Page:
HALL GEORGE ROBERT HALL On June 18, 2020, George Robert Hall died peacefully at home from complications of Parkinson's disease. Born in Pasadena, California on September 30, 1930 to Anna (Turnbull) and George Jay Hall, he has lived since 1973 in McLean, Virginia, the past five years at Vinson Hall Retirement Community. He is survived by his wife of 59 years, Florence Fray Hall; daughters Elizabeth Kujan (Steve) of Morristown, NJ, Margaret Hall of Columbus, OH; sons Andrew F. Hall (Ellie) of Glendale, CA, George J. Hall (Martha) of Wellesley, MA; and grandchildren, Layston, Eleanor, Charles, Ian, Miles, and Lucas. His sisters Elizabeth Rogers and Melinda Robertson survive him as well as brothers-in-law Robert Fray (Mickey) and Mike Fray. George was valedictorian of the first graduating class of Claremont Men's College (now Claremont McKenna College), with a B.A. in economics in 1951. He went on to earn a Ph.D. in economics from Harvard University. His graduate studies were interrupted by a three-year commission as a Supply Corps officer in the U.S. Navy during the Korean War. After completing his doctorate, he joined the economics faculty at The University of Virginia, where he met and married Florence. In 1963, he left academia to work for the Board of Governors of the Federal Reserve System. Subsequently, he moved back to California to work on defense procurement policy at the RAND Corporation in Santa Monica. In the 1970s, he returned to government service as an economic advisor at the Atomic Energy Commission. Thereafter, he served as Deputy Assistant Secretary of Defense in the Office of Program Analysis and Evaluation. In 1977, he joined the Carter White House in the Office of Energy Policy and Planning, which drafted the legislation to create the Department of Energy. Later, he was appointed Commissioner on the Federal Energy Regulatory Commission. After leaving the government in the early 1980s, he had a successful career in economic consulting from which he retired in 2003. In retirement he volunteered at and served on the Board of N Street Village, a shelter and care center for homeless women in Washington, DC. He also enjoyed working with the children in the after-school program at the Lutheran Church of the Redeemer in McLean where he was a long-time member. He and Florence traveled and hiked extensively, yet his greatest joy was spending time with his children and grandchildren. A memorial service to celebrate his life will be held at a later date. A memorial service to celebrate his life will be held at a later date.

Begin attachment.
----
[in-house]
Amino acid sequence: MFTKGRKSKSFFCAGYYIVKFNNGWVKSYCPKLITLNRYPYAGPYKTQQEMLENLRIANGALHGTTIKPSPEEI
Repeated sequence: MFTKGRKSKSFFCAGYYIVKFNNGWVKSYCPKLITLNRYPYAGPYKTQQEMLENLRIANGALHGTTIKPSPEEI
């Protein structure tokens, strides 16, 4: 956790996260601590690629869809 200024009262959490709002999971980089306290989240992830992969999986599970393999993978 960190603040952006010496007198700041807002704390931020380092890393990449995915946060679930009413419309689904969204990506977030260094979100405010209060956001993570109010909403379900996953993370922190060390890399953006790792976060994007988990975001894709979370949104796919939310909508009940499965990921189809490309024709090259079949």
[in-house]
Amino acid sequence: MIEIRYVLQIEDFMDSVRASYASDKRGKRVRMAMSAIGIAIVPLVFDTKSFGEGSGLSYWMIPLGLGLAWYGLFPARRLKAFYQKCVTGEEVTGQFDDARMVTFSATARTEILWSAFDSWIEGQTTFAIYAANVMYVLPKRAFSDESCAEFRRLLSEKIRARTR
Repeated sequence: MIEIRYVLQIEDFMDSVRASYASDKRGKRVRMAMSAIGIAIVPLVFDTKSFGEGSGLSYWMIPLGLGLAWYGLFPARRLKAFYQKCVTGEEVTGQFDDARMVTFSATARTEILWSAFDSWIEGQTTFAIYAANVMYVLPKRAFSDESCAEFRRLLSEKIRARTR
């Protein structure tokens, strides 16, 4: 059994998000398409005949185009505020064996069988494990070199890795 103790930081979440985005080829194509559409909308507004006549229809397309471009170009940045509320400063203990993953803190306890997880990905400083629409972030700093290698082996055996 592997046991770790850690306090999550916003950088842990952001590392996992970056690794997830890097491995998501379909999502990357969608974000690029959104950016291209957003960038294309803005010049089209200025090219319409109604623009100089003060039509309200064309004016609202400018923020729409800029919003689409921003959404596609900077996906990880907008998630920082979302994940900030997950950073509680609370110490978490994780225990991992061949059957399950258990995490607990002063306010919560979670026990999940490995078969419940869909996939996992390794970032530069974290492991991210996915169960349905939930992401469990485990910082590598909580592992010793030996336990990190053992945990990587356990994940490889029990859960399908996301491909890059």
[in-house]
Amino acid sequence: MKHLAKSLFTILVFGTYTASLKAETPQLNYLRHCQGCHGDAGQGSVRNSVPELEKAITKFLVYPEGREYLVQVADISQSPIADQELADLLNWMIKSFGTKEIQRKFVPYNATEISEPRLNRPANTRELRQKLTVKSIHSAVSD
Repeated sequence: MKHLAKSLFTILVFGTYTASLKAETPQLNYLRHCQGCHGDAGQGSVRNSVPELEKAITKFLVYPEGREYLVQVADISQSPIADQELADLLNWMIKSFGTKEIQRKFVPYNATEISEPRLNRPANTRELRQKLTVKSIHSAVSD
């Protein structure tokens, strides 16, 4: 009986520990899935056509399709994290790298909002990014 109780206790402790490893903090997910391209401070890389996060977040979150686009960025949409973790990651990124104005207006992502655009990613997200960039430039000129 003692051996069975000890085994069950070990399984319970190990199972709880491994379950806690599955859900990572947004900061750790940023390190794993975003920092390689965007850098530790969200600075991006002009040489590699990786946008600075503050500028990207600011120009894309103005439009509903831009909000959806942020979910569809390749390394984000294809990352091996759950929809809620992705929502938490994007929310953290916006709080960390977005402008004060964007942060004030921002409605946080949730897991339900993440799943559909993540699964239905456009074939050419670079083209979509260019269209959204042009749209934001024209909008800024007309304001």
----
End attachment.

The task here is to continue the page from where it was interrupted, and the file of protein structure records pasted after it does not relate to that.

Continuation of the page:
Published in The Washington Post from Jul. 9 to Jul. 12, 2020.